People who visited the nightclub Riche in central Stockholm one evening a few weeks ago got a bit of a surprise. A gang of young women and men paraded up and down the street close to the club wearing knitted gas masks in various colors. Was this a political statement of some sort? Had a strange doomsday cult from Belgium or San Francisco invaded the Swedish capital? No, the masked women were engaged in an art/fashion happening arranged by Jasmine Idun Tova Lyman.
Inside the club, singer Ida Long from Gävle was performing some of her tunes. Icelandic signer/songwriter Björk had been awarded the Polar Music Prize earlier in the evening, and Riche was the designated venue for the after-party.
Jasmine Lyman made her first knitted gas mask in 2007 inspired by a plaster mask she made in high school, but it just gathered dust in her closet. People who looked at a photo of the mask told her she was onto something cool. So she began to make more under the brand Idun Design.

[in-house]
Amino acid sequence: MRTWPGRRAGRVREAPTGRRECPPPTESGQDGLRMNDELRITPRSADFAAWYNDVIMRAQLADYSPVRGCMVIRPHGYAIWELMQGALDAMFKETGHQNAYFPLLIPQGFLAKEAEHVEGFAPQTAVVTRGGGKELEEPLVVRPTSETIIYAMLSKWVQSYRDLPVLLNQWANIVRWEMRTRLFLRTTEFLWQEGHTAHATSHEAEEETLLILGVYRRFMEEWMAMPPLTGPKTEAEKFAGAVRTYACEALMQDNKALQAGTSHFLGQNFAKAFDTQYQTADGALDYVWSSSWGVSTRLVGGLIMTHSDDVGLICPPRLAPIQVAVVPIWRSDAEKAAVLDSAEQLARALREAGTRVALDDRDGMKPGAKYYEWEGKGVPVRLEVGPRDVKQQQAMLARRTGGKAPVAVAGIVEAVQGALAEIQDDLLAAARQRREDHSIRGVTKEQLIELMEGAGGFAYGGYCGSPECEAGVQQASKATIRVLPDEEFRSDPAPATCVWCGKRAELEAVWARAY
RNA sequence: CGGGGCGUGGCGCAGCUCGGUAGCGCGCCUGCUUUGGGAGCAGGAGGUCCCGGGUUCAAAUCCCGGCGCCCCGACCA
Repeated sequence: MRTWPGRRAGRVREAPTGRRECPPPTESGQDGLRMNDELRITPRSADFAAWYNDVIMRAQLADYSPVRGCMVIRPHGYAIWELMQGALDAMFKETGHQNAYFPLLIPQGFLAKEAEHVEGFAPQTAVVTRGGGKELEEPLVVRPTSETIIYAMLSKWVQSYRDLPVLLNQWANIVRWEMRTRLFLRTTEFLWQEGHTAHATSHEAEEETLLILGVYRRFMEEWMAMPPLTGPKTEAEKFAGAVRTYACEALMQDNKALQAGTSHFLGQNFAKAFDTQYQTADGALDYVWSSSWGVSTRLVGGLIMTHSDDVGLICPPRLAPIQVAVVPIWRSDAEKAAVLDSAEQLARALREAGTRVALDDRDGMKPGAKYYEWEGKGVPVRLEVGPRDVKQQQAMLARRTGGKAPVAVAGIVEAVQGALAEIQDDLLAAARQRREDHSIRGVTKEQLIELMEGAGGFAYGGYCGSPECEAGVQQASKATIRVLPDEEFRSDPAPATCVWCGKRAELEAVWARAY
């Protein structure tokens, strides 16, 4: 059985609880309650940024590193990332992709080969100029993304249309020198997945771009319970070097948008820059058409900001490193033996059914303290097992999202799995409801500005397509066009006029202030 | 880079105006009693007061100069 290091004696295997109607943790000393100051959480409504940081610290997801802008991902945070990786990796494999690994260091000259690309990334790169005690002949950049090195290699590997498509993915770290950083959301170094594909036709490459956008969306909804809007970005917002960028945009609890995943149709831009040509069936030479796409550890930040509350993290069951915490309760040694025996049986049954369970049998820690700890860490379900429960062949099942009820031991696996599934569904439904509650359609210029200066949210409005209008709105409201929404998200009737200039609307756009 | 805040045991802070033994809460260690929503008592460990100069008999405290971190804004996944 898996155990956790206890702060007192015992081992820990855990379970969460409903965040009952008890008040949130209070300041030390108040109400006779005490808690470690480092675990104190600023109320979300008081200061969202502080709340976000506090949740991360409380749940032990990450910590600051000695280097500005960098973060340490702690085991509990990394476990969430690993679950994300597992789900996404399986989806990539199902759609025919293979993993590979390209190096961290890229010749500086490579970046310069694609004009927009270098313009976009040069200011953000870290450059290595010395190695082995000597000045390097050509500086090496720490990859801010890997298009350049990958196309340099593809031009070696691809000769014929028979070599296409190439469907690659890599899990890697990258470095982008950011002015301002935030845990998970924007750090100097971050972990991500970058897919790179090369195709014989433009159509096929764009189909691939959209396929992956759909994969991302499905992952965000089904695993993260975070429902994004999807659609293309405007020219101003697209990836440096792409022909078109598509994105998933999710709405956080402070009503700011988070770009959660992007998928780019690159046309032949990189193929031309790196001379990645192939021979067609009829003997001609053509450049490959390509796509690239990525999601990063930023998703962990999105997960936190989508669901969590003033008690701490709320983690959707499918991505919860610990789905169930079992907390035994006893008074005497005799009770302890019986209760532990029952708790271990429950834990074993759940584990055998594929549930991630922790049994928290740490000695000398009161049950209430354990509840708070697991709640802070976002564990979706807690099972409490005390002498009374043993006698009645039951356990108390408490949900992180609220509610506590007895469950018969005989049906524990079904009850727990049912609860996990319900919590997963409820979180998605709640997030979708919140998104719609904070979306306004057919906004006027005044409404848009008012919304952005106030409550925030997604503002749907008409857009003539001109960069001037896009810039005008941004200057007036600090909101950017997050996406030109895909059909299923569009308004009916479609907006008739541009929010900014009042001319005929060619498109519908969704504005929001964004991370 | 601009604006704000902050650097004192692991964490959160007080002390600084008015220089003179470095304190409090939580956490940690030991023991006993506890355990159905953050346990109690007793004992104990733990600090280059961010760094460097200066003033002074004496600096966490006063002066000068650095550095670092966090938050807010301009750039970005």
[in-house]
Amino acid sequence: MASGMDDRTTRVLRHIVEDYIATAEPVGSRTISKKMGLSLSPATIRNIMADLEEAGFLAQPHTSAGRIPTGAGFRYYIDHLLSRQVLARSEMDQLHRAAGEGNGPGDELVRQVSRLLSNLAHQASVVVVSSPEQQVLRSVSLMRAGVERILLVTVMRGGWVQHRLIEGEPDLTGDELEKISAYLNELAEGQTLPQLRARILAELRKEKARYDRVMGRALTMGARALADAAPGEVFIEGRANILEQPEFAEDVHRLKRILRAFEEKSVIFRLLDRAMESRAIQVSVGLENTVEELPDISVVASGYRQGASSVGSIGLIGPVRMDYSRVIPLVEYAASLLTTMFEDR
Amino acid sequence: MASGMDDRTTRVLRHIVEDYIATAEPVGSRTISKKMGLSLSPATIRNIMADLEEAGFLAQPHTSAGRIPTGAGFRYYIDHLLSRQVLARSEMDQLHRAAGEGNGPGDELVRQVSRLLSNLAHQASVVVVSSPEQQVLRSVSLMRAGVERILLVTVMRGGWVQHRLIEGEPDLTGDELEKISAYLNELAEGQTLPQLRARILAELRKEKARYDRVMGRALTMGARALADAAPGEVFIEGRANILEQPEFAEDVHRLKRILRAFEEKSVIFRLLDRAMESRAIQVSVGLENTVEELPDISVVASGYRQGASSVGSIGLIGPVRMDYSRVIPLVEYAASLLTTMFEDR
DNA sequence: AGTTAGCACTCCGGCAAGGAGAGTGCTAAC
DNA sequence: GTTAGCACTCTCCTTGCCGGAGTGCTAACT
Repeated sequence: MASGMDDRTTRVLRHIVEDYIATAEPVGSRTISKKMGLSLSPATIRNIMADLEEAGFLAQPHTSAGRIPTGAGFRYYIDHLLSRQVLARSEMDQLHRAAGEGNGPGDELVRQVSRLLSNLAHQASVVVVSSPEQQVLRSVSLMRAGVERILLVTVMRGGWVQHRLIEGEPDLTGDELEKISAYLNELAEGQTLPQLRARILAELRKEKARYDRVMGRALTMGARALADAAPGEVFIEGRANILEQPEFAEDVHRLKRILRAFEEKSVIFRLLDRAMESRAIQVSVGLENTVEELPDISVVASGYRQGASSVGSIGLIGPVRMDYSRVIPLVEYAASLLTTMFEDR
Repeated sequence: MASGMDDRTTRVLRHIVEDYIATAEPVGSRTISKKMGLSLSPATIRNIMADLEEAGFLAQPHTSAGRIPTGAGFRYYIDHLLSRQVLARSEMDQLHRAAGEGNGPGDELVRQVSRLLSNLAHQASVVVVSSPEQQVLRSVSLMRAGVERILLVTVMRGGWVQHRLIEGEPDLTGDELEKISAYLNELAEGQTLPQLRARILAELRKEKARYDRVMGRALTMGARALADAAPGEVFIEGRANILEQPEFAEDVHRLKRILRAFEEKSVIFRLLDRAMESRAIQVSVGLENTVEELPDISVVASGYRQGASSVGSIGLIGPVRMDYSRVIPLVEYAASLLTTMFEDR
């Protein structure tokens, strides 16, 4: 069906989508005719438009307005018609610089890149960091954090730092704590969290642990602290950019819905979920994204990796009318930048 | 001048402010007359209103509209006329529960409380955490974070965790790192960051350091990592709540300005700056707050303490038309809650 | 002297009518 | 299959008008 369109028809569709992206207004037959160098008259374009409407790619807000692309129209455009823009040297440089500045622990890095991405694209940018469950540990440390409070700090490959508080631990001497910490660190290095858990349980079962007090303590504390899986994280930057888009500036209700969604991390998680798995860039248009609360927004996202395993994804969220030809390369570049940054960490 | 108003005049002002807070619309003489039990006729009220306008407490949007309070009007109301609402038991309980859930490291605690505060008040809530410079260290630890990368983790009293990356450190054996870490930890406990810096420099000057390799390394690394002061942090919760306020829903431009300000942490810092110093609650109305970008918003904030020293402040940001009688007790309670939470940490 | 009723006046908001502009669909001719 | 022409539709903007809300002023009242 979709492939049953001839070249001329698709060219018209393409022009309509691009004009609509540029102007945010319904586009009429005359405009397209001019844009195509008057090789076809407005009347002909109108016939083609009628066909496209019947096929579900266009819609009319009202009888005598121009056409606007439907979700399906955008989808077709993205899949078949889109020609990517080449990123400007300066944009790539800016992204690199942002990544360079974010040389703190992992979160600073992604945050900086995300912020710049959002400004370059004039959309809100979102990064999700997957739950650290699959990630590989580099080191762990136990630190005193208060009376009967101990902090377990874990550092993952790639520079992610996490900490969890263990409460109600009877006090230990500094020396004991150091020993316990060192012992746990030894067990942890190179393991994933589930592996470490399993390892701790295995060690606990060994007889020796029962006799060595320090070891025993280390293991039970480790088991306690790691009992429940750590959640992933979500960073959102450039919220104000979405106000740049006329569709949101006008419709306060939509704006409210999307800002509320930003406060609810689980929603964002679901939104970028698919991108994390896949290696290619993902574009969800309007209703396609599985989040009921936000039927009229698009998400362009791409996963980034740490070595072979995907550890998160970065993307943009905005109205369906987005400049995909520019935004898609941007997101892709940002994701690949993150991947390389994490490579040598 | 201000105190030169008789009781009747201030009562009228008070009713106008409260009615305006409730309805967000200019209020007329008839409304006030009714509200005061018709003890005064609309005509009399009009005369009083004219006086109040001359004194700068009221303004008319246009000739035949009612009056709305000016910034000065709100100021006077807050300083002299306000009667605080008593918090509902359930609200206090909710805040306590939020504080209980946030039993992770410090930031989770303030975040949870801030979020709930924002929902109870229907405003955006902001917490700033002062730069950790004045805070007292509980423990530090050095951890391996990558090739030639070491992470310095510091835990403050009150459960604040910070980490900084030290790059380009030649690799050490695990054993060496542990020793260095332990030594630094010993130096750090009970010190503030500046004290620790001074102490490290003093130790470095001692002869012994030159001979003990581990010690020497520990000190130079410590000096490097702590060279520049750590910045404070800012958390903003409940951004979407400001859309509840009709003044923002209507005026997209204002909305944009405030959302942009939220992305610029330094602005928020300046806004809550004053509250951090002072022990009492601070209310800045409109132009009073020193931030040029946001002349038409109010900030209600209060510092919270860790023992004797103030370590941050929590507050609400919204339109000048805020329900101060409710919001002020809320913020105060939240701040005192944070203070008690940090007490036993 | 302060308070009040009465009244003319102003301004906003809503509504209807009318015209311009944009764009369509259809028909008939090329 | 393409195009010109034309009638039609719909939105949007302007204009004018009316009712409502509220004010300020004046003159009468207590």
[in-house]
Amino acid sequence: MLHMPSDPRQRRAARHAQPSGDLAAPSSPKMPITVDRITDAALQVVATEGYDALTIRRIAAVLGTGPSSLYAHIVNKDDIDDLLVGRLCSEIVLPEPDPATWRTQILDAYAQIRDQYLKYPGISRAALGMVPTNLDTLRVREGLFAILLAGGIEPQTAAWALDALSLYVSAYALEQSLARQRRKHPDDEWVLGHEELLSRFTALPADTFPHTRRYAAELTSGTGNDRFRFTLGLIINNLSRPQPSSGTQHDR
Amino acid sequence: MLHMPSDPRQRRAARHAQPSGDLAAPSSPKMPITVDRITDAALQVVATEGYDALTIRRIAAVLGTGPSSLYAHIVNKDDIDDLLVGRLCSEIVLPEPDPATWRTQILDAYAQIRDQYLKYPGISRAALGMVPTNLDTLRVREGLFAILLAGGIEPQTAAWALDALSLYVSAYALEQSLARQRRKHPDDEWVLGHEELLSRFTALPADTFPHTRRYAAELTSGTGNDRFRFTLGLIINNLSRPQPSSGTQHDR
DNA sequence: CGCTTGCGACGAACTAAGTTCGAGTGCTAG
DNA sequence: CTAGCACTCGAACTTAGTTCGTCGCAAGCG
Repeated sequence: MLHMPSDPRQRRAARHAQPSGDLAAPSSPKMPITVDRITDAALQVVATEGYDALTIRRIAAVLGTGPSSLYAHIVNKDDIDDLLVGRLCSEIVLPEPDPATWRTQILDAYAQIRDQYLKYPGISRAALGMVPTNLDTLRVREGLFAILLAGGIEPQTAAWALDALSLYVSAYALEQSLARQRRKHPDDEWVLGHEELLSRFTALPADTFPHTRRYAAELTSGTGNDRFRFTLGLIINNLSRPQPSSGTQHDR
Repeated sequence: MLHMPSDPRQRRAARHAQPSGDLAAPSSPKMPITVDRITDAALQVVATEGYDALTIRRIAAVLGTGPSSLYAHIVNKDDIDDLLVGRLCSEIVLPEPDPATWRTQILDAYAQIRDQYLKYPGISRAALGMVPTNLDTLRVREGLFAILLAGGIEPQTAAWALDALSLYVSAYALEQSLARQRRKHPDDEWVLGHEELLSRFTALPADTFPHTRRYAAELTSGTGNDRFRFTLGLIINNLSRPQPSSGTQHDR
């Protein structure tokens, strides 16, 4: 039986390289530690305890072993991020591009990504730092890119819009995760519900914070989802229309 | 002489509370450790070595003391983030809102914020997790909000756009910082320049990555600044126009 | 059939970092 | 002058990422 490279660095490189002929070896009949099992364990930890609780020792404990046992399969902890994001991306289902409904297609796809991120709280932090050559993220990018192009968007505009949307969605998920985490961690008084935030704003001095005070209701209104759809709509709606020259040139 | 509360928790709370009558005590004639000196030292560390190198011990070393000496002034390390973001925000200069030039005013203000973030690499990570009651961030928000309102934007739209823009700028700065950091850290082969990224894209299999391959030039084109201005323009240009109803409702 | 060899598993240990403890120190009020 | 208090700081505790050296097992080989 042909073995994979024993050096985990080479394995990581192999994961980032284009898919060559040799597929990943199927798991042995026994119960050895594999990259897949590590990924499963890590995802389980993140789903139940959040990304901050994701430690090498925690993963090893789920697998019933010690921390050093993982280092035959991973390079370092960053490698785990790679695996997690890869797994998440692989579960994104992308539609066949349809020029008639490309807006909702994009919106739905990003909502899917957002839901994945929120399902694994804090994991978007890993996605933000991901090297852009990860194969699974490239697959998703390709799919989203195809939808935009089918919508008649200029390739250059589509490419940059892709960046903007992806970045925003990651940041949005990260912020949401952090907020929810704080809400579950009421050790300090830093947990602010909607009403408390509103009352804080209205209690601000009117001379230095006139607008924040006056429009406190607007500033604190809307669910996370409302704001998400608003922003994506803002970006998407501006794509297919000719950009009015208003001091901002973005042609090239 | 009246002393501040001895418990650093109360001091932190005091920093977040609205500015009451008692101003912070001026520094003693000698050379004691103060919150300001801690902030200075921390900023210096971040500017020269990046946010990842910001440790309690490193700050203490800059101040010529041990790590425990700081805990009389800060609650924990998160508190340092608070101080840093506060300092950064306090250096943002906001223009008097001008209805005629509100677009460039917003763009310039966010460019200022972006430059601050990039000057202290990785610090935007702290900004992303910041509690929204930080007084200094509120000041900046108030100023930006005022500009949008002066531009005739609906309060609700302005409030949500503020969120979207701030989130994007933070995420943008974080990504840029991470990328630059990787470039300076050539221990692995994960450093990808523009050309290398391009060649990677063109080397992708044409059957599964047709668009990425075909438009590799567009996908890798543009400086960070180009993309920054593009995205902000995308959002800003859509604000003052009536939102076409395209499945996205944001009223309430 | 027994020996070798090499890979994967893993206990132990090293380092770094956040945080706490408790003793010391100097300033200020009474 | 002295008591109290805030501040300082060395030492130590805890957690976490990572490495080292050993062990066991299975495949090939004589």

How people interpret the masks is up to the observer, but they seem to be some sort of a symbol. Jasmine Lyman’s interest in symbols is not only artistic; she has studied archeology in Reykjavik and Gothenburg. Those studies have provided an understanding of how different religions and rituals reflect human psychological needs and perceptions of life.
Jasmine Idun Tova Lyman’s knitted masks have been exhibited at the School of Photography and Arts Atalante in Gothenburg, as well as Carneval in New York. In New York, she developed her gas mask project into a series of films. The artist, who also creates costumes, designs fashion, dances and performs with fire, recently moved back to Sweden following a long sojourn in the Big Apple. Now, several film projects are high on her agenda.